Often it's the designs that speak softly and carefully which stand out the most, as is the case with the delightful Randwick Pavilion, designed by MaSQ Architecture to sit serenely in the garden, connecting indoors and outdoors...
"Our inspiration for the project lay in the established backyard which sat sunken down slightly from the surroundings", explain MaSQ Architecture. "The brief was to add a new living room space, kitchen and accompanying dining room."
The architects created a living room pavilion, surrounded by garden on three sides. But as much as the living room connects with the garden, it also feels enclosed and protected. This idea relates to an architectural theory known as prospect and refuge. We feel most comfortable when we have both a distant view and the feeling of protection. You can imagine how early humans might have looked for a refuge where they felt safe, like a cave, yet also had a view to see if any danger was approaching. As it turns out, modern humans have that same need, so incorporating these ideas into our homes creates a sense of well-being that isn't necessarily obvious, but makes us feel instantly at ease.
"We saw [the pavilion] as an enclosed and protected space as much as it needed to be connected to the garden. We created a brick wall that enveloped the upper level which was then suspended above glass doors and windows below." - MaSQ Architecture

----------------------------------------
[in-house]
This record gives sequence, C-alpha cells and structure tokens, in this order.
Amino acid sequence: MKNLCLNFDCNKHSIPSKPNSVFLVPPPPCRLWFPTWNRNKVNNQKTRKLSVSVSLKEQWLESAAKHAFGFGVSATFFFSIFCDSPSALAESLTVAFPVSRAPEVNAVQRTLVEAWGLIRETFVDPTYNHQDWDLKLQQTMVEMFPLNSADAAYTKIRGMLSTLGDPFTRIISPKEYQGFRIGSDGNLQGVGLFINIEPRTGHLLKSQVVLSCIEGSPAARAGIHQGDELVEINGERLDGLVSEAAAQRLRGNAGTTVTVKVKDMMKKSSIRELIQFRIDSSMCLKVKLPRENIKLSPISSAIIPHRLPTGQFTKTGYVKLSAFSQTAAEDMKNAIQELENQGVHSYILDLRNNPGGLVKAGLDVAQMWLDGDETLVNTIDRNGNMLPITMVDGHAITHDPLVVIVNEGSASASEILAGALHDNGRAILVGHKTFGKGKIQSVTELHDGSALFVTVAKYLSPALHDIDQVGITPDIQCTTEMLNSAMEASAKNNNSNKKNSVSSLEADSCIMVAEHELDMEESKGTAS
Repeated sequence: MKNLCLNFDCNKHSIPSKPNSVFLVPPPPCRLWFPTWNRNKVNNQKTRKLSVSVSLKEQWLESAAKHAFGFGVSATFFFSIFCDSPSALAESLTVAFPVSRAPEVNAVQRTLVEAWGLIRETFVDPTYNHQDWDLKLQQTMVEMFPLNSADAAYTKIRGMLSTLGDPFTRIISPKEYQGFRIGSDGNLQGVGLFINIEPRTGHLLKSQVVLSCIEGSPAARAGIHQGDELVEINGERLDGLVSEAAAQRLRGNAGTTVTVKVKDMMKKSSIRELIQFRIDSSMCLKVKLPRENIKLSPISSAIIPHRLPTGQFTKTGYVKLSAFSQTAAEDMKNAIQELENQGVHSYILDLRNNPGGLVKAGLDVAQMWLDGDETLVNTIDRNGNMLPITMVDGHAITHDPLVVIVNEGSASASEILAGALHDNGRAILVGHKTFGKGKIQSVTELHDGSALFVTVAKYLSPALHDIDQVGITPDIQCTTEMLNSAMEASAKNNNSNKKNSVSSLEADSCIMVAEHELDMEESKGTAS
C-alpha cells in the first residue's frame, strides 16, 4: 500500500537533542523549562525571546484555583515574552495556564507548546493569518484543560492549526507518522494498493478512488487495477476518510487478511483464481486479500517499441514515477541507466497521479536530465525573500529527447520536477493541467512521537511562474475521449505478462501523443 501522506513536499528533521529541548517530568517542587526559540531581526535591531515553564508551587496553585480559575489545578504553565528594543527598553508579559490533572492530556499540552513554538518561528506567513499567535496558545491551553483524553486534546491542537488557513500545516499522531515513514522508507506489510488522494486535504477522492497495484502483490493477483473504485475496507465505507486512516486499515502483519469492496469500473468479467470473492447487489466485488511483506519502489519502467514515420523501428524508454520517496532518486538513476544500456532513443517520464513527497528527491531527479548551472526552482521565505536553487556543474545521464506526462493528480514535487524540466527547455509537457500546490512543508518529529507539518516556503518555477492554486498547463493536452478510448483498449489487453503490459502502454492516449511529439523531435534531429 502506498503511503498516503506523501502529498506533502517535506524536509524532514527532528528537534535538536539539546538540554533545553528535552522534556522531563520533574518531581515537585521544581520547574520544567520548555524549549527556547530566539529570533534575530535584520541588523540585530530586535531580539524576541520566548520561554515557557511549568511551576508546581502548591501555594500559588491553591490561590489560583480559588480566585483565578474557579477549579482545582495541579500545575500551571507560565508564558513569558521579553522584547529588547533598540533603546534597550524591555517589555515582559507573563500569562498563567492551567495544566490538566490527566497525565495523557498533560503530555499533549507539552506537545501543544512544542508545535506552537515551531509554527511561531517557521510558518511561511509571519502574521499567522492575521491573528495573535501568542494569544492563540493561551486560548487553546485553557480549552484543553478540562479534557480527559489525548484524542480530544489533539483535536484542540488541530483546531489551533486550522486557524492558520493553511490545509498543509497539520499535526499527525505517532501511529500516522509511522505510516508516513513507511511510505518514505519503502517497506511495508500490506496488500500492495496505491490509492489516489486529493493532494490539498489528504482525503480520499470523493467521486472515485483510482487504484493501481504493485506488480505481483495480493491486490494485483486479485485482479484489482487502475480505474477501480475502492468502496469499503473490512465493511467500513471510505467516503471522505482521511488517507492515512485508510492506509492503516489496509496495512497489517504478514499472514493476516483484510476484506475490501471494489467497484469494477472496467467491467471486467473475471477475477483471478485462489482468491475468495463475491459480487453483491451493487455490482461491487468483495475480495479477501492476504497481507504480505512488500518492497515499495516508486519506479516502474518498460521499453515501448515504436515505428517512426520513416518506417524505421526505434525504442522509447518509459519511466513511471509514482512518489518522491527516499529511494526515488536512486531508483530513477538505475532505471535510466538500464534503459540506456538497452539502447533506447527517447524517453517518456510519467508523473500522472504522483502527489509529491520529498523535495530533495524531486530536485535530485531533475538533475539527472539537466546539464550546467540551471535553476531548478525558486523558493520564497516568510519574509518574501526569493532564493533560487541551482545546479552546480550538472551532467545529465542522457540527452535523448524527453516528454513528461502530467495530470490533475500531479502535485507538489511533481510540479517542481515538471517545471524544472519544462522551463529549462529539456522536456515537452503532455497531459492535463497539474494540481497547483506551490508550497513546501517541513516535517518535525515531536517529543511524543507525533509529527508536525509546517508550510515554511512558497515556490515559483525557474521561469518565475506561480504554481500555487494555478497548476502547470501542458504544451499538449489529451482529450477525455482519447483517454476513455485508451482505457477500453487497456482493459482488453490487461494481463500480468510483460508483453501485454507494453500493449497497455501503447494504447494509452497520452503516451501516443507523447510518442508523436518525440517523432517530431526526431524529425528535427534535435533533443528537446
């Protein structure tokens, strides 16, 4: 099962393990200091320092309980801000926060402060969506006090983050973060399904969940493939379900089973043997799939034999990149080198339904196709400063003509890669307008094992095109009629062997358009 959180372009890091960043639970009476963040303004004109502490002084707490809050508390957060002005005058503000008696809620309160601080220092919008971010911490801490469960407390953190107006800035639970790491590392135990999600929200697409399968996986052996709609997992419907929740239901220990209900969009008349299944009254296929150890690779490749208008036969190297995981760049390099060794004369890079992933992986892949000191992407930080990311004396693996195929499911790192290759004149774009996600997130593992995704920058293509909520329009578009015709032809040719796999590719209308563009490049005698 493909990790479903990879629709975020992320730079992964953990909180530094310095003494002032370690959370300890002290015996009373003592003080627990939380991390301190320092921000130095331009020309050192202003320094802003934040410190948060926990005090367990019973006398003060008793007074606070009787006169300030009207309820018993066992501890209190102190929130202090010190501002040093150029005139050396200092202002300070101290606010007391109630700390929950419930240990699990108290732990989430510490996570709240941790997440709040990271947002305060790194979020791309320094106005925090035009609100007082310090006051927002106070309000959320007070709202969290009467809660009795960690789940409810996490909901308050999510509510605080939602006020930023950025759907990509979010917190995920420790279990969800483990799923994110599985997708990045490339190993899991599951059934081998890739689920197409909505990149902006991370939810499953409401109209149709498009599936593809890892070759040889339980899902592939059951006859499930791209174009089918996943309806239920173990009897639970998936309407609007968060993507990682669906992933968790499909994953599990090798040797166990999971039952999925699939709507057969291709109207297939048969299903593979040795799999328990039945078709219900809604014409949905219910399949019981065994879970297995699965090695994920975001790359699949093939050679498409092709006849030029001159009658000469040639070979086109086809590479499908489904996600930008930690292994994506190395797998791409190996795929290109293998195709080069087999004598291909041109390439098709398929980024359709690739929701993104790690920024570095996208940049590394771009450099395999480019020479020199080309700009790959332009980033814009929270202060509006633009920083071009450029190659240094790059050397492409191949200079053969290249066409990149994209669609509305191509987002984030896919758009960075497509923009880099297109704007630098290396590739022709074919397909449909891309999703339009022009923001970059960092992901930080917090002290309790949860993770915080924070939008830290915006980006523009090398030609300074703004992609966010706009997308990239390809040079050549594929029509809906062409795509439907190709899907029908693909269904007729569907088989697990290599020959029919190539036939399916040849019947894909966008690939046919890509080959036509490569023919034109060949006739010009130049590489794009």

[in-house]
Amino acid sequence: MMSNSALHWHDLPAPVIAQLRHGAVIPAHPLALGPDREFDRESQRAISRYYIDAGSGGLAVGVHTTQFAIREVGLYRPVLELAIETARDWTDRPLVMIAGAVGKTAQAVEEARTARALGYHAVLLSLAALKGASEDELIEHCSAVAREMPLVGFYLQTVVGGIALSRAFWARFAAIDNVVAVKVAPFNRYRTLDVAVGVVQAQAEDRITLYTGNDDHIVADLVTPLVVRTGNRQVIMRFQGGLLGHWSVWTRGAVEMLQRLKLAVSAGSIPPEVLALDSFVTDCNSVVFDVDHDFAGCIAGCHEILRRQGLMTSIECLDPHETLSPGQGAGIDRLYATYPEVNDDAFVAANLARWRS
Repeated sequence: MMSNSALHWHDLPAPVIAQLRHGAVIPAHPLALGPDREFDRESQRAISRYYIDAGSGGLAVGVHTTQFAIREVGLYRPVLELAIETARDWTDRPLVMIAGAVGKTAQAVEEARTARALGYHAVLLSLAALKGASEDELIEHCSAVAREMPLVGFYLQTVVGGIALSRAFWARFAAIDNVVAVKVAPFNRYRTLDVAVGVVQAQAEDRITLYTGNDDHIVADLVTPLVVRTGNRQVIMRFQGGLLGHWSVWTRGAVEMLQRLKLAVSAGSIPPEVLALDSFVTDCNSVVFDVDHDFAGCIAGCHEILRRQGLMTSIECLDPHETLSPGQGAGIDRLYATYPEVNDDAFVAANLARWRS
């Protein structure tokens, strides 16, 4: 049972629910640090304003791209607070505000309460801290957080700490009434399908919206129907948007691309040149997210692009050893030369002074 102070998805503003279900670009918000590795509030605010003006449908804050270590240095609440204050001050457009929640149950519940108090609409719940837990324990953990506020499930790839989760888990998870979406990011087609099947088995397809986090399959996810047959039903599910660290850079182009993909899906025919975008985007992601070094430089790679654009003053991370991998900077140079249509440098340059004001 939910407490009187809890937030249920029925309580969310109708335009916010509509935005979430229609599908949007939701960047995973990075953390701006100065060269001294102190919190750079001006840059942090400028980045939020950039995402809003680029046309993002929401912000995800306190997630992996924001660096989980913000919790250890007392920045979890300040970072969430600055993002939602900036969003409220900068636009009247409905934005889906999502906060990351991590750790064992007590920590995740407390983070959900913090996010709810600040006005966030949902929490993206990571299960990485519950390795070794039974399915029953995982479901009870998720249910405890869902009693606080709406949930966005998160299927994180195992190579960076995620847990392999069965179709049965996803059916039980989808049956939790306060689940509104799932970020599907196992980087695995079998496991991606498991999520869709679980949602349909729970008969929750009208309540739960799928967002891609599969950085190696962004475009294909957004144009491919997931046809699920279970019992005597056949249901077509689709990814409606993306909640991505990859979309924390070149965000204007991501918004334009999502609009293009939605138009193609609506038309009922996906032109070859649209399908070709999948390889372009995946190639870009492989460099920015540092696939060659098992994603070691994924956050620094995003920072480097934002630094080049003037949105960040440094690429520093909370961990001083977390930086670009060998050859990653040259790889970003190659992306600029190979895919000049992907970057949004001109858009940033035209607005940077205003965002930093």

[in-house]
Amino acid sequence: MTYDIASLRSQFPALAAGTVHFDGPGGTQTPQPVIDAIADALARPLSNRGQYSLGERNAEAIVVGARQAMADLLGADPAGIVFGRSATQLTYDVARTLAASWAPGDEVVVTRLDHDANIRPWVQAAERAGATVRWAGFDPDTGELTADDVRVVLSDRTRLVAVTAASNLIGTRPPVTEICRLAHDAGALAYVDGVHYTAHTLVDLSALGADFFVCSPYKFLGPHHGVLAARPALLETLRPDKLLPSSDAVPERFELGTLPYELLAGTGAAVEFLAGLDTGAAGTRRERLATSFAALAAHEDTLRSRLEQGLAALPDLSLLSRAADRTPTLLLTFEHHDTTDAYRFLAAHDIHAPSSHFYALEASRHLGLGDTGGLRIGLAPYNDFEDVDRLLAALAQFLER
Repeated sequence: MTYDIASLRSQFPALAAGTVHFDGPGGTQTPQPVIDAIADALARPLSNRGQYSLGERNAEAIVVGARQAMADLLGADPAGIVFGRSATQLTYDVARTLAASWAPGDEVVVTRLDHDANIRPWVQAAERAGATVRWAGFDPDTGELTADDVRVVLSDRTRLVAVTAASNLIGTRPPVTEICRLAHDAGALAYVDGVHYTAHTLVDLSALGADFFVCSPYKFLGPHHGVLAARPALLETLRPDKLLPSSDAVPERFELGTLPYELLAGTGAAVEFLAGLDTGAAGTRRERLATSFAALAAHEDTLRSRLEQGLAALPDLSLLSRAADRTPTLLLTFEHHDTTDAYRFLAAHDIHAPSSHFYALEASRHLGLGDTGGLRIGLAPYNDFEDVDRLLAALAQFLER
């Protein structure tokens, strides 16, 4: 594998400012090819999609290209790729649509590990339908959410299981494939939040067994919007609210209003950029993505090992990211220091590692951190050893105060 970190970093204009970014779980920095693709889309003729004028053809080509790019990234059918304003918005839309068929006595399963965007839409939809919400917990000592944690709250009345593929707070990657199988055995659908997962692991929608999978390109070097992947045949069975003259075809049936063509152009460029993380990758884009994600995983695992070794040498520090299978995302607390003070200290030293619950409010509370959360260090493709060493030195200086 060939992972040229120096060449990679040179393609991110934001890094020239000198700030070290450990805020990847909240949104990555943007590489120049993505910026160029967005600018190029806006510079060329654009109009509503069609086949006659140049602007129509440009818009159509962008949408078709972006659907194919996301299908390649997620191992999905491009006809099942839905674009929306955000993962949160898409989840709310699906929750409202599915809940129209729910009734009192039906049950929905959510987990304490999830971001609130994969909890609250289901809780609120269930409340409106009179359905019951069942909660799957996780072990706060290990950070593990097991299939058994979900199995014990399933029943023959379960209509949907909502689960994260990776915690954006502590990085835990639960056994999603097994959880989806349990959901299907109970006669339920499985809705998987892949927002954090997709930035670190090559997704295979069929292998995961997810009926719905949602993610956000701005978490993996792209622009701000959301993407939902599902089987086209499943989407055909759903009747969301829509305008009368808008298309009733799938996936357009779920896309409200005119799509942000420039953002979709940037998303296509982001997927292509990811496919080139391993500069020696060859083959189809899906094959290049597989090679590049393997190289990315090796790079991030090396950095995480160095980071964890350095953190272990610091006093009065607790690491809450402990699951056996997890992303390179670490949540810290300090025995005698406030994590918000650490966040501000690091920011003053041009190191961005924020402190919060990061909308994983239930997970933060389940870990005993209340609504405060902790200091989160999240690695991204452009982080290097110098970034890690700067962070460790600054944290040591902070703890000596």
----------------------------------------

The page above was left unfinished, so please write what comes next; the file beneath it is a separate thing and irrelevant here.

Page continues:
A low-level brick ledge on the northern wall of the living area creates a seat straddling indoors and outdoors. This is the opposite to the way many architects connect indoors and outdoors - with full height glazing - but as the architects explain, "with the windows fully open the space dissolves while the mass of the brick wall above provides intimacy and controls light into the space."
The architects also avoided using a clerestory window in this living space, preferring instead to create a sense of intimacy. The solid wall rounds the corner and then peels away to become a brick screen which helps to protect the west-facing glazing. This also helps the wall to feel lighter, more like a veil than a heavy brick wall.
"Considered as a space that inhabits both inside and outside, the pavilion can be both a place of open interaction or one of repose and protection." - MaSQ Architecture
An off-form concrete box gutter hovers over the threshold between the living pavilion and the kitchen, helping to give the two spaces a sense of separation and a unique character without physically separating them. Above the gutter, a narrow slotted window brings light deep into this space and creates a stunning light effect on the ceiling. It also provides a green outlook from the kitchen.
In keeping with the budget and the concept of letting the design speak softly, the material palette is restrained. "Natural and white painted brickwork, dark granite floors and off-form concrete, reflect a simple and honest application of the materials integral to the ideas behind the project."
This project has a much larger impact on this home than its simplicity may suggest. A relatively modest addition has expanded the home to utilise the entire site, connecting it visually and physically to the backyard. Often we don't need as much space as we think, provided we have a sense of prospect and refuge, we'll feel content with much less.